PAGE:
Sometimes, when you read a book, it changes the way you look at the whole world. It inspires you to change and convinces you that you can make a difference. With Valentine’s Day just around the corner, today I’m talking about some of the books that have changed my perspective and spurred me to live a greener, more sustainable lifestyle.
Five Must-Read Green Books
- The 100-Mile Diet, by Alisa Smith and James MacKinnon. This book chronicles the experiences of one Vancouver couple as they seek to only eat food produced within 100 miles of their home. I love it because it’s local to me, so I can use it not only as a source of inspiration, but also as a resource. But more than that, I love it because it opened my eyes to the way that we eat. Most of our food travels thousands of kilometers to reach our plates. It’s also highly-processed and completely out of season. This book introduced me to a new way of eating, and in many ways it got me started on my green journey in a serious way.
- Your Money or Your Life, by Vicki Robin and Joe Dominguez. This book is not actually about the environment, but it raises some very important points about lifestyle. Its premise is that the more stuff we buy, the more time that we need to spend working to service that stuff. By tracking your spending you can reduce it and free up some financial wiggle room, which will in turn allow you to make lifestyle changes. This falls under the “green” category for me because by reducing our spending – and specifically our spending on stuff – we’re reducing our carbon footprint. Going green will save you green.
- The Non-Toxic Avenger, by Deanna Duke. This book tells the story of one woman’s quest to avoid all toxins for four months, to see what impact it would have on the number of chemicals in her body. I actually interviewed Deanna for a podcast not too long ago, which further cemented my love for her and her book. She writes in an engaging and authentic way about a serious issue. Her words spurred me to take steps to reduce my own family’s exposure to toxins, which can only be a good thing. And in spite of its serious subject matter, it didn’t leave me terrified – a definite plus!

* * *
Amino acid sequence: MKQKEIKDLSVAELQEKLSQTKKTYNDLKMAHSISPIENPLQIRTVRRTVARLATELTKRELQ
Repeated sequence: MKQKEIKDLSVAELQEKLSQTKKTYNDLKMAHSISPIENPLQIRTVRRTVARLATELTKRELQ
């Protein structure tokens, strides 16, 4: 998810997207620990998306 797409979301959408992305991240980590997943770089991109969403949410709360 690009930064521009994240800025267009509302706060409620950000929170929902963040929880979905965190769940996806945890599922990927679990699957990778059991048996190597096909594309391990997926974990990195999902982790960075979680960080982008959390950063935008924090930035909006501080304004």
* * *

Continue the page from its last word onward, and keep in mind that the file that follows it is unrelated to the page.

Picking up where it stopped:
- Plastic Free, by Beth Terry. Okay, the truth is I haven’t actually read this one yet, since it still hasn’t been released, but I consider Beth to be a friend. I met up with her at BlogHer and we joined forces, carrying our disposable plastic plates around so that we wouldn’t be adding the landfill at every meal. Her blog, My Plastic-Free Life, is on my “must-read” list. She inspired me to reduce my own plastic use, and I’m thrilled that she’s published a book. I can’t wait to read it.
- The Omnivore’s Dilemma, by Michael Pollan. It’s another food book, but I have a definite thing for this book, which tells the story of four meals the author ate and where the ingredients for those meals came from. While The 100-Mile Diet opened me eyes to the way we’ve disconnected ourselves from our food, this book opened my eyes to the system that disconnection has allowed to flourish. I didn’t expect to find food politics fascinating, but now I do, and I give the credit to this book.
What about you – what’s on your must-read green book list?